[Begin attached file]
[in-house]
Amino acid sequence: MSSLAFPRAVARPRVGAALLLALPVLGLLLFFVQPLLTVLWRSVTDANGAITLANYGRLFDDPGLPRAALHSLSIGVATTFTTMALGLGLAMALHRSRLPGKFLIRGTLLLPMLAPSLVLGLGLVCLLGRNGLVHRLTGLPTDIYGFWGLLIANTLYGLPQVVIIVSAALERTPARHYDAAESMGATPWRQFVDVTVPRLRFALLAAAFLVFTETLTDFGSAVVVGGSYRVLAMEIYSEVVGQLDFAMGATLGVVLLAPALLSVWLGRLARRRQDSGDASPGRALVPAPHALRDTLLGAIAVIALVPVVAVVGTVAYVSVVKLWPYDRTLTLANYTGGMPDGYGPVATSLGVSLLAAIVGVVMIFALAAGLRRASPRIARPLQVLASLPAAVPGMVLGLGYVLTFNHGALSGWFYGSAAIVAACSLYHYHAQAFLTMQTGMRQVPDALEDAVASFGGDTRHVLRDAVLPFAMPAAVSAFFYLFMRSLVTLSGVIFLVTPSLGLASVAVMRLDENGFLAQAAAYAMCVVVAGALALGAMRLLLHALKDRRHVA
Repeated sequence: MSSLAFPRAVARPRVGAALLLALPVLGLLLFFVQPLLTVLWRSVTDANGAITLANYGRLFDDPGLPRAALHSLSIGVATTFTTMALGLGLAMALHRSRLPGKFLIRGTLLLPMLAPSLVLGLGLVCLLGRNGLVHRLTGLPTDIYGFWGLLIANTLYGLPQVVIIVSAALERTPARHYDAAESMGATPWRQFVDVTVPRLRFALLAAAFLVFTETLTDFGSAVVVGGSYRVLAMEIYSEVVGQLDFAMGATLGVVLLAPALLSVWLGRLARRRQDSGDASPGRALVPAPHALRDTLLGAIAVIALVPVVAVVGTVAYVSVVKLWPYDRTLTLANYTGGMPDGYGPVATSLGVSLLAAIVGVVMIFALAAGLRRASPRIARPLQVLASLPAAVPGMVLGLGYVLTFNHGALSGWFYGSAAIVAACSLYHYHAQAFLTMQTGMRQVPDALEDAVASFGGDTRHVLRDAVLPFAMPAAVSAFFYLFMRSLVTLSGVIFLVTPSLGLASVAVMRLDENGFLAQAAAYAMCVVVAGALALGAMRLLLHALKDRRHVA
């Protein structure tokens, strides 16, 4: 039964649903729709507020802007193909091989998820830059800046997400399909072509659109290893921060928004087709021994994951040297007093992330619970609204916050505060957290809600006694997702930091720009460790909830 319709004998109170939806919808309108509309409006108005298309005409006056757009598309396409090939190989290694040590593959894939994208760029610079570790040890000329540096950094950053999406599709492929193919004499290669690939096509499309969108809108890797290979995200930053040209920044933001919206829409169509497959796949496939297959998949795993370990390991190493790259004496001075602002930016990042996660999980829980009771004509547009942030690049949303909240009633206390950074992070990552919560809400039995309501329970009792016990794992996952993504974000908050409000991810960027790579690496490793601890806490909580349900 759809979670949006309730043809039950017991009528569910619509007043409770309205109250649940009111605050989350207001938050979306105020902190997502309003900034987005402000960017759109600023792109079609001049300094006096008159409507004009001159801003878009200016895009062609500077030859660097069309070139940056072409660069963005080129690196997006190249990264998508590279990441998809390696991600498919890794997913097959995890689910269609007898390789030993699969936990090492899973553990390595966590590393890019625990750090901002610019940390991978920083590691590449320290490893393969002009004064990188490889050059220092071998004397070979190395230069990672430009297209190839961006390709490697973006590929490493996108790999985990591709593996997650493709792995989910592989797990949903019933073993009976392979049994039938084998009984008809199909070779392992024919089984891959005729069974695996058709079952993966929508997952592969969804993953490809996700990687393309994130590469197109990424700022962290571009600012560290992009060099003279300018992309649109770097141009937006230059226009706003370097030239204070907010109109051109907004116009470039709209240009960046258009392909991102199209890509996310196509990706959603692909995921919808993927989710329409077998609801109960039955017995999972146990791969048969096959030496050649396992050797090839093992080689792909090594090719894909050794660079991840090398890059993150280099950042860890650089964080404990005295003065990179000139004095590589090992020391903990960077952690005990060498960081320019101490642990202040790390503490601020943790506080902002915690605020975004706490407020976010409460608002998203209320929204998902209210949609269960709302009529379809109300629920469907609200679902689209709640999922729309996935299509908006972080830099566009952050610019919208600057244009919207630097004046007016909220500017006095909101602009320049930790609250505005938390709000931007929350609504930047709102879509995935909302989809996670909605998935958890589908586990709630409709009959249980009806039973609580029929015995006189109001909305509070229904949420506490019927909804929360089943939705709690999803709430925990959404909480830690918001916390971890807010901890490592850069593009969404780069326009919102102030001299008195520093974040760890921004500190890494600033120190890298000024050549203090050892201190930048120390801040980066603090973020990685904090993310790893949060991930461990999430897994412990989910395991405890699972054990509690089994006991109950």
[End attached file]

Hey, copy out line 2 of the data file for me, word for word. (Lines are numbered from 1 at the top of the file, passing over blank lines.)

Amino acid sequence: MSSLAFPRAVARPRVGAALLLALPVLGLLLFFVQPLLTVLWRSVTDANGAITLANYGRLFDDPGLPRAALHSLSIGVATTFTTMALGLGLAMALHRSRLPGKFLIRGTLLLPMLAPSLVLGLGLVCLLGRNGLVHRLTGLPTDIYGFWGLLIANTLYGLPQVVIIVSAALERTPARHYDAAESMGATPWRQFVDVTVPRLRFALLAAAFLVFTETLTDFGSAVVVGGSYRVLAMEIYSEVVGQLDFAMGATLGVVLLAPALLSVWLGRLARRRQDSGDASPGRALVPAPHALRDTLLGAIAVIALVPVVAVVGTVAYVSVVKLWPYDRTLTLANYTGGMPDGYGPVATSLGVSLLAAIVGVVMIFALAAGLRRASPRIARPLQVLASLPAAVPGMVLGLGYVLTFNHGALSGWFYGSAAIVAACSLYHYHAQAFLTMQTGMRQVPDALEDAVASFGGDTRHVLRDAVLPFAMPAAVSAFFYLFMRSLVTLSGVIFLVTPSLGLASVAVMRLDENGFLAQAAAYAMCVVVAGALALGAMRLLLHALKDRRHVA